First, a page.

4.24.2010

D. Shostakovich, 34/19,20; The Crumbling Facade and the Devouring Flame

Picture
J.W. Smith
Thank goodness for post pre-scheduling. I'm probably somewhere in Nebraska right now, but piano music is always in my heart.

Shostakovich. Preludes 19 and 20. Lock and load!

Prelude No. 19 in E-flat major has the look of a bucolic lullaby. When I say the look, I mean what the sight-reader sees when they glance through a book of sheet music: Andantino, in an easy 6/8, a lolling patten in the bass that rocks around the tonic, not many sixteenths, some accidentals, melodic... all these things can be gleaned from a cursory glance and are usually the things I check out when I get a new book of music. All the Vivos and Prestissimos and Allegro con agitato fuoco e tempestuoso belligroso festivamente must wait for hours of intense concentration and steely endurance. Prelude 19, on the other hand, looks like a lark, and invites me to the dance.
And yet Shosy's acerbic personality cannot lay quiet in such a lulling barcarole. The melody has problems; eyes, fingers, ears all agree that there is something aberrant about the melody. Already in the third measure rising fourths shift into foreign, chromatic notes. However slight this shift may seem it sets the precedent for consequent forays into foreign tonalities. Measure 10 should meet in a pleasant tonic cadence. Yet there is an interruption just at that point into D major, followed by A major, B-flat seven, and at last E-flat. The piece makes no apologies for this uncalled for digression. No excuses. No angry bursts. It just slips into an alternate personality and then back like a bilingual person who lapses into a different language for several words of a sentence. A wonderfully shaped, imitative section is in the same vein of strangeness, doodling around in the land of sharps. Measure 23 attains the heights of the melodic mountain in A-flat major, then echoes at pianissimo in A-flat minor (a favorite device of Shosy in these preludes). The small recapitulation slips through D-D-flat-C-C-flat-B-flat before finding rest in the tonic. And lastly measure 37 shades the last melodic cadence in chromaticisms. All these shifts occur without ado and either suggests that the piece is unaware of its own lapses in tonality or that it cannot help and is choosing to ignore such problems. The coda contains the only thing akin to an outburst, and the only evidence of uneasiness on the part of the piece. The ending is uneasy and wandering and melts into a colorful tonic.

C minor conjures for me pathos and passion and woe; Beethoven's languid, impassioned sonatas, Bach's organ toccatas with rumbling C pedals shaking dry bones to life, Chopin's funeral march. It's also a hand thing, the severity of B-natural to A-flat in the harmonic scale, the feel of the jutting, black E-flat as you roll by on an arpeggio. Delicious.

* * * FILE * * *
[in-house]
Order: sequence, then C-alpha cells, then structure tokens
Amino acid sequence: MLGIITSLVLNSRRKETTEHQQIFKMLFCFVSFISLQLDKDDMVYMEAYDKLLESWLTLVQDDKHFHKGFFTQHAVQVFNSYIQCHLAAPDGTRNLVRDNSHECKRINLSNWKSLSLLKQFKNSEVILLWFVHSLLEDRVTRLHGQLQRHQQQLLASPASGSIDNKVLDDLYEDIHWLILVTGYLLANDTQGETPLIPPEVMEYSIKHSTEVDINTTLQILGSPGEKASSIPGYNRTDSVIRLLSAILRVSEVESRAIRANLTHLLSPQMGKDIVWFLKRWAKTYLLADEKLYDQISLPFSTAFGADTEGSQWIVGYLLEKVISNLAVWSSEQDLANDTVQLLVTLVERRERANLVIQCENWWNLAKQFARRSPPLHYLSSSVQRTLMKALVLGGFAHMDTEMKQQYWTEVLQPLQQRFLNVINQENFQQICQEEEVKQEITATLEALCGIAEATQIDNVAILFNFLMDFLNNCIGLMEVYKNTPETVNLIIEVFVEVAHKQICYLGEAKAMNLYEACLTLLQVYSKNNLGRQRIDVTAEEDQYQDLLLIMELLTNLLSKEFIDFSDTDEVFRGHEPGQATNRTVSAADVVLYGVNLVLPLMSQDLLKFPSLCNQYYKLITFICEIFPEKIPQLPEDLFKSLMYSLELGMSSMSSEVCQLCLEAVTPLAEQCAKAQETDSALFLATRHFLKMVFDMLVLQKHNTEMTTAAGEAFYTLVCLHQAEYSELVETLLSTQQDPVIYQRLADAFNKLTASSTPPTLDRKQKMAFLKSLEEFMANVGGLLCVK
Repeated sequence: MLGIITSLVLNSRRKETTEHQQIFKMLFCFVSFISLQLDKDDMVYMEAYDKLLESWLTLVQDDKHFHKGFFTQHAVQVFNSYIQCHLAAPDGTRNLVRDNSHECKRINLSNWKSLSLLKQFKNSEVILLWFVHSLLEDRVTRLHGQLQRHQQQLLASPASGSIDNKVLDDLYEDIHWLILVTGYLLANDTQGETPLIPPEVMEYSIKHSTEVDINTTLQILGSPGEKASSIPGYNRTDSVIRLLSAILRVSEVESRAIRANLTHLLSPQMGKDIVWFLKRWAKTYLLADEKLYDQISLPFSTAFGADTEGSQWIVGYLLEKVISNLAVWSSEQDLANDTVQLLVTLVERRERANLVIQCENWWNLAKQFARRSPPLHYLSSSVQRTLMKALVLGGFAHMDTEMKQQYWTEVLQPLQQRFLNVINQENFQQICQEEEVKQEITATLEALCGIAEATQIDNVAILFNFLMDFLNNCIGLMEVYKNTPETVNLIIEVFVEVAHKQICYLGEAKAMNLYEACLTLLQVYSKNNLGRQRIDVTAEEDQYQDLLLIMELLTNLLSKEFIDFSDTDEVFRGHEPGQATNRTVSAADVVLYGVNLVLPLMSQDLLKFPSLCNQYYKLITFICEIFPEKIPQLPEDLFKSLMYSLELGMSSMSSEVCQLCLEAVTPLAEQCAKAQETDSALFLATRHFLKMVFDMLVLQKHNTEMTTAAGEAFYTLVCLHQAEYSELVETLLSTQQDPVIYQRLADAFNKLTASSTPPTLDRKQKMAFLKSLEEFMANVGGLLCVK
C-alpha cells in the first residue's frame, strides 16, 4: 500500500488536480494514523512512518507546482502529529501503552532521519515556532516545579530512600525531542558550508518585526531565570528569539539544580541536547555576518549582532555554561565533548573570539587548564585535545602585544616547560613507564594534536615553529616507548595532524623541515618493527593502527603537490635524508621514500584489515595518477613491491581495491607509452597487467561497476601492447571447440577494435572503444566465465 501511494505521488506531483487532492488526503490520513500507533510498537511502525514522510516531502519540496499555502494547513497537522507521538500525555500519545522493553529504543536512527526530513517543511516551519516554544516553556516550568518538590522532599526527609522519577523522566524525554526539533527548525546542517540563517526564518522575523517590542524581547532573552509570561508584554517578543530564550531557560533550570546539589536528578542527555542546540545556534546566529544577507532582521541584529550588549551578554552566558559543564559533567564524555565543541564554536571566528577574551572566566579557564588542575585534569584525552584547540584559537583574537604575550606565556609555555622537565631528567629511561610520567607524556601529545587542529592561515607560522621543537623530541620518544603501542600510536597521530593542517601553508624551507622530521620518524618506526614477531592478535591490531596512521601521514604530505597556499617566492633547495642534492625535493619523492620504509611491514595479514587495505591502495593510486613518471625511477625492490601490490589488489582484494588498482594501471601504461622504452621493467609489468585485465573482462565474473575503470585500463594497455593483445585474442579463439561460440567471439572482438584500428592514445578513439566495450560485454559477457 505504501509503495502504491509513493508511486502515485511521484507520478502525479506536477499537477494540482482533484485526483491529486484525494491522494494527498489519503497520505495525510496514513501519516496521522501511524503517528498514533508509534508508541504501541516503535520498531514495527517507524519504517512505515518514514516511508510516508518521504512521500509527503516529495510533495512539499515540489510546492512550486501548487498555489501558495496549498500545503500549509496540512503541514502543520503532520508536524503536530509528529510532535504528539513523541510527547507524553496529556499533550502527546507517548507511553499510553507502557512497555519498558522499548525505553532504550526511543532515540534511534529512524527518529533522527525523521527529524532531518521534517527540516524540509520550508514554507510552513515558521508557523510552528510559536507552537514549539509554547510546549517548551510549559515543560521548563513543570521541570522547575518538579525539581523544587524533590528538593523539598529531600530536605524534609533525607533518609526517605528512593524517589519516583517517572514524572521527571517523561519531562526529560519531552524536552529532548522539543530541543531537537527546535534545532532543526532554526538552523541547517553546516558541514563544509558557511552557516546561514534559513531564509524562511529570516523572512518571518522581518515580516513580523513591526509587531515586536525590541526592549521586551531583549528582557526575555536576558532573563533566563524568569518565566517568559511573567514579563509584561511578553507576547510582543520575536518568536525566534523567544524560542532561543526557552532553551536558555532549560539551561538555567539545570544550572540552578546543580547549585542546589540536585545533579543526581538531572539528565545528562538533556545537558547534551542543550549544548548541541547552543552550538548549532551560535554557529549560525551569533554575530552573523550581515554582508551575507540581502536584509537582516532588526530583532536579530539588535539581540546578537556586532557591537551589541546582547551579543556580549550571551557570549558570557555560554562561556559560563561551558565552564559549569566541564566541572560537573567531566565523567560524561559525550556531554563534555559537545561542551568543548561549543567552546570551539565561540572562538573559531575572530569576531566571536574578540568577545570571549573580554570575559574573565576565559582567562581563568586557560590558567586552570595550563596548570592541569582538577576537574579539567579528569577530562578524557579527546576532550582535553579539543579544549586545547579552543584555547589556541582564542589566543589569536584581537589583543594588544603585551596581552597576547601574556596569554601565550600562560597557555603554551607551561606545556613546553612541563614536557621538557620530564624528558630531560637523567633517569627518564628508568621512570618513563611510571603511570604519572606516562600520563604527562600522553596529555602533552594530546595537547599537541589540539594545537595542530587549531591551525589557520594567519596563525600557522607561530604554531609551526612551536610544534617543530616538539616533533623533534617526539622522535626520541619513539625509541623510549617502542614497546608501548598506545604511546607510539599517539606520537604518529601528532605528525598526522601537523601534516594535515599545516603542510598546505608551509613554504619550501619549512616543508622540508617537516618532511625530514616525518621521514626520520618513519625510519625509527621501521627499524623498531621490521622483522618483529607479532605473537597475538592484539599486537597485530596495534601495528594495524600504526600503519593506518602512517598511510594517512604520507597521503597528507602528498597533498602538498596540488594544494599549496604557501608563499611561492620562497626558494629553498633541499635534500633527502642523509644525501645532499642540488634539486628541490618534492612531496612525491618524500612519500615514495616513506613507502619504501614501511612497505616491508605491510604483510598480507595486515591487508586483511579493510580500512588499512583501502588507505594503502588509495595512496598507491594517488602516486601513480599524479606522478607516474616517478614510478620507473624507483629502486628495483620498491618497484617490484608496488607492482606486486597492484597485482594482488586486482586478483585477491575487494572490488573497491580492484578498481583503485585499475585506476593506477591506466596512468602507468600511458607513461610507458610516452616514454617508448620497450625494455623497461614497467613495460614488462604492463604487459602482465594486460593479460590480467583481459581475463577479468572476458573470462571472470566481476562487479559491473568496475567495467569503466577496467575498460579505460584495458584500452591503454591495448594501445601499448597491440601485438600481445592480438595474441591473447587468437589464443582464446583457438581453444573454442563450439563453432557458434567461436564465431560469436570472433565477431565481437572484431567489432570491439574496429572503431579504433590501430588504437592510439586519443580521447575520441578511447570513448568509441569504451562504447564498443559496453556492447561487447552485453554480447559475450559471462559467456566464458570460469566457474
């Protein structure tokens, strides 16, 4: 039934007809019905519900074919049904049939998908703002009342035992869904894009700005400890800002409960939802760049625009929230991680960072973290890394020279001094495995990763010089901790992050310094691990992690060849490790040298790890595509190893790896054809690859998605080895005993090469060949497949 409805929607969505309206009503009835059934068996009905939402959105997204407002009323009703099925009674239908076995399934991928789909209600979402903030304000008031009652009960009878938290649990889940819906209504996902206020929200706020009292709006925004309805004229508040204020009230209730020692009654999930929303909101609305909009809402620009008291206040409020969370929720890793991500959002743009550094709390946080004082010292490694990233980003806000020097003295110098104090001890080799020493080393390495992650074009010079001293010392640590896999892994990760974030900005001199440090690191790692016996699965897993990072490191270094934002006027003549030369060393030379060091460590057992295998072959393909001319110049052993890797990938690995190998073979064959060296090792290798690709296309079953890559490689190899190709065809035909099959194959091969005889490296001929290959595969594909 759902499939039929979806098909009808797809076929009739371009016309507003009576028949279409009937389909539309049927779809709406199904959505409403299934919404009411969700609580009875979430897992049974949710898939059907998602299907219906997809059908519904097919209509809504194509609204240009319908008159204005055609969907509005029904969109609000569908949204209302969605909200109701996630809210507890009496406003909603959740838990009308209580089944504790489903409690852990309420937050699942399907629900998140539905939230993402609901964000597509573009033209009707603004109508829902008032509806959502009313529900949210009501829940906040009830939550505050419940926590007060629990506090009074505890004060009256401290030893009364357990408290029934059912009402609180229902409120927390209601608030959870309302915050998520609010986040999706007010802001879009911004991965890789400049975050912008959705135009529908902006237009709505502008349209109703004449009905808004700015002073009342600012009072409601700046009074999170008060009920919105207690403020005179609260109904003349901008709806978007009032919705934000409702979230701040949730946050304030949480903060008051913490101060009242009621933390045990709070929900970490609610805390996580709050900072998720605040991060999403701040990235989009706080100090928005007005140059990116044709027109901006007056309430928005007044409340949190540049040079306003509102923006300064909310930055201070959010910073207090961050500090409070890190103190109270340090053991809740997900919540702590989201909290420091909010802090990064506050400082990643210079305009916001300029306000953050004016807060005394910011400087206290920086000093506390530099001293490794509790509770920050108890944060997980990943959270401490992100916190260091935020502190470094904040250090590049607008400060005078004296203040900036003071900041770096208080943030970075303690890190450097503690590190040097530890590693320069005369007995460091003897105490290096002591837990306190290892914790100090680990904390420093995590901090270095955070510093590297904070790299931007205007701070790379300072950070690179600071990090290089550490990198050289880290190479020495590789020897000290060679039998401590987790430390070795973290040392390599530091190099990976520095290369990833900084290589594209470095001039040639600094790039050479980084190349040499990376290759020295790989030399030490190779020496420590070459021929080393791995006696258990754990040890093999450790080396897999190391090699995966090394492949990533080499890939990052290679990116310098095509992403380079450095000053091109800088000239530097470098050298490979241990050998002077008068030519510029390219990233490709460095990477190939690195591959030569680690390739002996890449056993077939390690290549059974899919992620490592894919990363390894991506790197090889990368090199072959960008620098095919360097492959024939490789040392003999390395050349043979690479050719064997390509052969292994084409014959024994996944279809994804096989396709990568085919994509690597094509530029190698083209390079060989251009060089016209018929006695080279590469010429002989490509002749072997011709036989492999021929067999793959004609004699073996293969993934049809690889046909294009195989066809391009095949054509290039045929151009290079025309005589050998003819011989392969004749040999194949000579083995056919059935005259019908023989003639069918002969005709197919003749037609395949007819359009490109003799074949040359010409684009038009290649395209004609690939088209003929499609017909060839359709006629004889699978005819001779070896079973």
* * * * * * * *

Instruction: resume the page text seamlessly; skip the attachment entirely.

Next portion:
Allegretto furioso. There's something odd about that. Allegro furioso, sure. But allegretto seems less frantic and driving and more calculating and deliberate. To me the marking suggests something different than a furious outburst of magma-passion. The pace is such that the piece can take a breath and look around and see that it's raving and ranting, and still choose to continue. It's a tempo of righteous justice. It has all its faculties and bends them all toward expostulating or undoing or destroying something that it truly wrong.
Picture
P. and G. Brizzi
The most potent vehicle of this slow-motion anger is dynamics. Prelude 20 begins in forte and never backs off, ending at the extremes of the piano at a screaming fortississimo. A variety of jarring and powerful devices are used to add to the turbulent scene: parallel melody in measures 1 and 2, descending chromatic lines (and octaves) throughout, blatant tritones as in measure 8, tone clusters in 20 and 21, and that driving ending with a Neopolitan pedal under the A-flat-A-B-flat-B-C minor sweep to the finish line. At the same time the piece is divided into regular divisions (measures 1-7, 8-11), almost satisfying cadences (measure 4), texture shifts (measure 12 and 24), and a theme recapitulation (measure 21).

It's interesting to consider another angry prelude of a different era, Chopin's soaring Prelude No. 18 in F minor. With a tempo of Allegro molto this prelude violently moves through a series of jarring and violent figures, often in parallel octaves, thematic shifts, low grumbling trills, ending in fortississimo "stingers". By contrast Shostakovich's anger moves with a collected precision. There is a control evident in the pace and movement of the C minor prelude. It is a strange mixture of raving passion and calm precision.

This prelude is the prelude of Isaiah's contradictory Helper of Israel, destroyer/lover, warrior/mother:

41:2-3
"Who has stirred up one from the east, whom victory meets at every step?
He hands nations over to him and subdues kings before him.
He turns them to dust with his sword, to windblown chaff with his bow.
He pursues them and moves on unscathed, by a path his feet have not traveled before."
42:13-16
The Lord will march out like a mighty man, like a warrior he will stir up his zeal;
with a shout he will raise the battle cry and will triumph over his enemies.
"For a long time I have kept silent, I have been quiet and held myself back.
But now, like a woman in childbirth, I cry out, I gasp and pant.
I will lay waste the mountains and hills and dry up all their vegetation;
I will turn rivers into islands and dry up the pools.
I will lead the blind by ways they have not known, along unfamiliar paths I will guide them;
I will turn the darkness into light before them and make the rough places smooth.

These are the things I will do; I will not forsake them."

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